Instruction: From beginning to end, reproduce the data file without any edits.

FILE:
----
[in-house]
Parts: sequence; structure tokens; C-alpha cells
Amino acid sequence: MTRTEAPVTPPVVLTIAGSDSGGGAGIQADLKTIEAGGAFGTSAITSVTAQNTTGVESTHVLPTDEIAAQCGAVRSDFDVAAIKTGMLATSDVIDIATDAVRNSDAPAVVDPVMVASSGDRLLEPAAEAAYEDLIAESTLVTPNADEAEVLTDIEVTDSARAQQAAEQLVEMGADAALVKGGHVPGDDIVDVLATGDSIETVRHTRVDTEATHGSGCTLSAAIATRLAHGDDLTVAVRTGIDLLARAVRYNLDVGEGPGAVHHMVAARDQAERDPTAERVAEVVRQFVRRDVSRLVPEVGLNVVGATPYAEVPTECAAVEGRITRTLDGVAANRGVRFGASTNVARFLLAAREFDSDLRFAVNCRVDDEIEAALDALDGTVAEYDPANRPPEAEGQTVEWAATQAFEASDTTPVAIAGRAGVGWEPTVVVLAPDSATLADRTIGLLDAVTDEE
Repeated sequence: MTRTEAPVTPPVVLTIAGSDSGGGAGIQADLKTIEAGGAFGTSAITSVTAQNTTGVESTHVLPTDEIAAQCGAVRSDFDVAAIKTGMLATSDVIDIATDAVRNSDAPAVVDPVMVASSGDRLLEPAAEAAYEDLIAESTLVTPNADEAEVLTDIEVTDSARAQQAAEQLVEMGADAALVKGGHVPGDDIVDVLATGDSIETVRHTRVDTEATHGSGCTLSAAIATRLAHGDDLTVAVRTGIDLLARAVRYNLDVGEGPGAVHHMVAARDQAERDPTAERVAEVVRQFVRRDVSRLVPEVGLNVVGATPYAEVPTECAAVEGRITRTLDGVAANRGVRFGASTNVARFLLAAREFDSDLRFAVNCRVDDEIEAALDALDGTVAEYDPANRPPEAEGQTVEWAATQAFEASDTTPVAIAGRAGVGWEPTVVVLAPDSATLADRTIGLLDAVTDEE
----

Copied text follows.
[in-house]
Parts: sequence; structure tokens; C-alpha cells
Amino acid sequence: MTRTEAPVTPPVVLTIAGSDSGGGAGIQADLKTIEAGGAFGTSAITSVTAQNTTGVESTHVLPTDEIAAQCGAVRSDFDVAAIKTGMLATSDVIDIATDAVRNSDAPAVVDPVMVASSGDRLLEPAAEAAYEDLIAESTLVTPNADEAEVLTDIEVTDSARAQQAAEQLVEMGADAALVKGGHVPGDDIVDVLATGDSIETVRHTRVDTEATHGSGCTLSAAIATRLAHGDDLTVAVRTGIDLLARAVRYNLDVGEGPGAVHHMVAARDQAERDPTAERVAEVVRQFVRRDVSRLVPEVGLNVVGATPYAEVPTECAAVEGRITRTLDGVAANRGVRFGASTNVARFLLAAREFDSDLRFAVNCRVDDEIEAALDALDGTVAEYDPANRPPEAEGQTVEWAATQAFEASDTTPVAIAGRAGVGWEPTVVVLAPDSATLADRTIGLLDAVTDEE
Repeated sequence: MTRTEAPVTPPVVLTIAGSDSGGGAGIQADLKTIEAGGAFGTSAITSVTAQNTTGVESTHVLPTDEIAAQCGAVRSDFDVAAIKTGMLATSDVIDIATDAVRNSDAPAVVDPVMVASSGDRLLEPAAEAAYEDLIAESTLVTPNADEAEVLTDIEVTDSARAQQAAEQLVEMGADAALVKGGHVPGDDIVDVLATGDSIETVRHTRVDTEATHGSGCTLSAAIATRLAHGDDLTVAVRTGIDLLARAVRYNLDVGEGPGAVHHMVAARDQAERDPTAERVAEVVRQFVRRDVSRLVPEVGLNVVGATPYAEVPTECAAVEGRITRTLDGVAANRGVRFGASTNVARFLLAAREFDSDLRFAVNCRVDDEIEAALDALDGTVAEYDPANRPPEAEGQTVEWAATQAFEASDTTPVAIAGRAGVGWEPTVVVLAPDSATLADRTIGLLDAVTDEE